The football sporting commentary example given is interesting because if you watch the snooker, long dominated by players from all ‘home’ nations and Ireland, the spirit of friendly, individual rivalry regardless of nationhood and marked by clear deep connections across the these islands is very plain to see. Commentators come from all nations too and frequently work together commenting on players from all the nations. Nationality is displayed and sometimes discussed but it is very secondary to individual talent. Tournaments are held in each nation and called as such (the Scottish Open etc) but the place is mostly nominal in any nationalistic sense though offers local fans a chance to see events live and yes, for some players to win ‘at home’ and feel a certain satisfaction in that. The point is that if Britain broke up and all nations became independent this would unlikely change and the connections, camaraderie, familiar friendship between snooker peoples would still be there. They exist, they are real, no matter how much it is denied. So Barnes mourning the loss of all this is wrong because he is basing what he says on a fantasy in the first place and also fails to look around him today, stuck in the past as he is.

            The potential dissolution of the the UK (so including NI) is a political matter and there are many who support it across the UK, but the idea that this is because we have no social relations that matter (call it a social union if you will but clearly the union bit is a political message), flies in the face of reality and that reality will be very important and unavoidable if independence happens and is to be a success.

  10. SleepingDog says:

    This description of Barnesian unionism reminded me of the Dalek ‘losing control’ meme: https://www.youtube.com/watch?v=pxXSU-KHS-A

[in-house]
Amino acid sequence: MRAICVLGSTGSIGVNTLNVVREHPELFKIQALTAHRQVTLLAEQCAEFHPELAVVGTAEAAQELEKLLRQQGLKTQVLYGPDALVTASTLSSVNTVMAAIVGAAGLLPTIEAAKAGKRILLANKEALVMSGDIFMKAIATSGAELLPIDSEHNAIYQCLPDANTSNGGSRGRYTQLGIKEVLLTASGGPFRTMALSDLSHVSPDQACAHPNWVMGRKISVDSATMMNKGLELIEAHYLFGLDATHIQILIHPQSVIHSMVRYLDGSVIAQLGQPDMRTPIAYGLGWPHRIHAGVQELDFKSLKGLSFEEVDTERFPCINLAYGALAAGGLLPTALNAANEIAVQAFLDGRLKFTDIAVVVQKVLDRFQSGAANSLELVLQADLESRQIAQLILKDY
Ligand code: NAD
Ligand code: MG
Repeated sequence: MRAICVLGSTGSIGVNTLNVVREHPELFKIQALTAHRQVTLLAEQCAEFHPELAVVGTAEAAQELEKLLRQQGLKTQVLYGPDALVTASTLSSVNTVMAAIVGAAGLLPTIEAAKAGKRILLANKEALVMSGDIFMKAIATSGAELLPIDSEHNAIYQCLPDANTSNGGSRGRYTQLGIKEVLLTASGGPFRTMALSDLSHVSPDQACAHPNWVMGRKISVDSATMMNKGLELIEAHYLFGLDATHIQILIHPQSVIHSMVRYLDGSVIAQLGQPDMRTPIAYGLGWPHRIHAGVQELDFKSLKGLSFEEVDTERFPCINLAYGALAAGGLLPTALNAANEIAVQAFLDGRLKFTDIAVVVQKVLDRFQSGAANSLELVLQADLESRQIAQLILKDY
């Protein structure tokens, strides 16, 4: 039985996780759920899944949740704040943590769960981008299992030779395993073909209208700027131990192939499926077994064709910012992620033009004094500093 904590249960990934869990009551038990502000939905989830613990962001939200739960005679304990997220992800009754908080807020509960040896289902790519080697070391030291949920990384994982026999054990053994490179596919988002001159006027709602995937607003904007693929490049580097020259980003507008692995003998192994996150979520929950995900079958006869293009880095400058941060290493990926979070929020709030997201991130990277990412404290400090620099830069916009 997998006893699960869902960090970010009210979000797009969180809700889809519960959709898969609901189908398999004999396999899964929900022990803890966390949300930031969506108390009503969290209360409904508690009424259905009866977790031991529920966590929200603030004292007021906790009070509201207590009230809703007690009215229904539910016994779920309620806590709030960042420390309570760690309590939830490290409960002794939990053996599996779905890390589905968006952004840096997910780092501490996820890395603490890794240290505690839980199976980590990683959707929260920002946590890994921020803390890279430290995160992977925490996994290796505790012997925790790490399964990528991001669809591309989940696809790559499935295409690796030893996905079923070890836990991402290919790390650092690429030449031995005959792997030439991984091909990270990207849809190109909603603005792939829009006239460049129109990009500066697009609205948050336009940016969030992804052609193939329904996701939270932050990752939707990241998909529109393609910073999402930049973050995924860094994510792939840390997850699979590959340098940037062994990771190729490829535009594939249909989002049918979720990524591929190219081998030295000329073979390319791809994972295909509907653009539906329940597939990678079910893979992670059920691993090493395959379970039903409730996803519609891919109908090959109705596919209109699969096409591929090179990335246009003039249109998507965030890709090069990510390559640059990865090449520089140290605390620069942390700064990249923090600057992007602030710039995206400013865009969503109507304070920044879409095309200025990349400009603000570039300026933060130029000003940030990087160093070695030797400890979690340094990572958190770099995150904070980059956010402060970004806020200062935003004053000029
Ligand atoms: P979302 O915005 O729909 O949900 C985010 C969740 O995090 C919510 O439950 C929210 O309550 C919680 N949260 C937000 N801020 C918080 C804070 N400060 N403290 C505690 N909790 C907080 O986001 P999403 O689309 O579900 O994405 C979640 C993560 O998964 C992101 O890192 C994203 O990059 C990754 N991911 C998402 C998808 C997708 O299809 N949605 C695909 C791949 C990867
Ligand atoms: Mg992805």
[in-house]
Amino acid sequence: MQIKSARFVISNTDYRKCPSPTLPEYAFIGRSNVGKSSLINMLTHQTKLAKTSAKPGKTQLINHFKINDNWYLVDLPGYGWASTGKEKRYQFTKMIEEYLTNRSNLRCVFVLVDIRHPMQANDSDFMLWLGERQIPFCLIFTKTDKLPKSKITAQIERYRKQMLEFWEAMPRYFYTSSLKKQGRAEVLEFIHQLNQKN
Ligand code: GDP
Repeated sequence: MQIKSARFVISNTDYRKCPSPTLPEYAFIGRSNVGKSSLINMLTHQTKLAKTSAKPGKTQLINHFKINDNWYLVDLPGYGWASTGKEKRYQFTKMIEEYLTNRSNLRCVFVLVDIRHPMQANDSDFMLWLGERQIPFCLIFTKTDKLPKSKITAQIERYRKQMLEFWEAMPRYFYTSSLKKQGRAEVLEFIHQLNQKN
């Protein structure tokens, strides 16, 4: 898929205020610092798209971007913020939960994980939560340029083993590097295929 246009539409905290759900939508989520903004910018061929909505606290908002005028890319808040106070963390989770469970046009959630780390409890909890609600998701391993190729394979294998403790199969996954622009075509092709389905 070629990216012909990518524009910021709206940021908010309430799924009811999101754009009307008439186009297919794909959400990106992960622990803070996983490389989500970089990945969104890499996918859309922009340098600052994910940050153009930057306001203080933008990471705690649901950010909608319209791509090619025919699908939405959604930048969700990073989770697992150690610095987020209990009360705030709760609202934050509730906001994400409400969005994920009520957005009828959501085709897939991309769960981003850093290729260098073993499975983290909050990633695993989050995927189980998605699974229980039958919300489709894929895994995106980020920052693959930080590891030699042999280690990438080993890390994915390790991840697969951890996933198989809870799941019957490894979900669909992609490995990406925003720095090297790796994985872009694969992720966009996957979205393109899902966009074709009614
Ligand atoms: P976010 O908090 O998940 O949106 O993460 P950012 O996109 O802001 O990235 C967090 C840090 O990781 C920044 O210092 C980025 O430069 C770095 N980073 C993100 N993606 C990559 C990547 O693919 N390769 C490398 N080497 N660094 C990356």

Of course the Daleks are Doctor Who’s most polished representation of British imperialism. Yes, quasi-constitutionally backward-by-design. What would happen to the rest if the Supreme Dalek was led away in cuffs on Empire Celebration Day, conveyed to some intergalactic colonial crime tribunal, as past-conquered planets refuse entry to its underlings and demand reparations from Skaro?

    1. Wul says:

      As scary as the Daleks are, if I remember correctly, they can be defeated by something as simple as a travel rug thrown on the floor. Or conducting any battle with them on a grassy slope. “Brexterminate!”

      1. SleepingDog says:

        @Wul, that is no doubt why Daleks preferred picking on small, unarmed, pacifist types: https://www.theguardian.com/politics/2015/oct/15/boris-johnson-knocks-over-10-year-old-boy-during-rugby-game-in-japan
        Their equivalent of the MoD was always overpromising. Impenetrable armour, indeed. Why were the Daleks always shouting? Probably deafened by the rattling in their Mark III Travel Machines.

  11. Wul says:

    Scotland Can: –

    “Go take a flying f***k to itself”
    “-nae huv a referendum”
    “Sit nice and quiet”
    “Be a lovely place for a holiday home”
    “Not be allowed to run it’s own affairs”
    “Never get the government it votes for”

    It’s a catchy strap-line, right enough.

  12. James Morton says: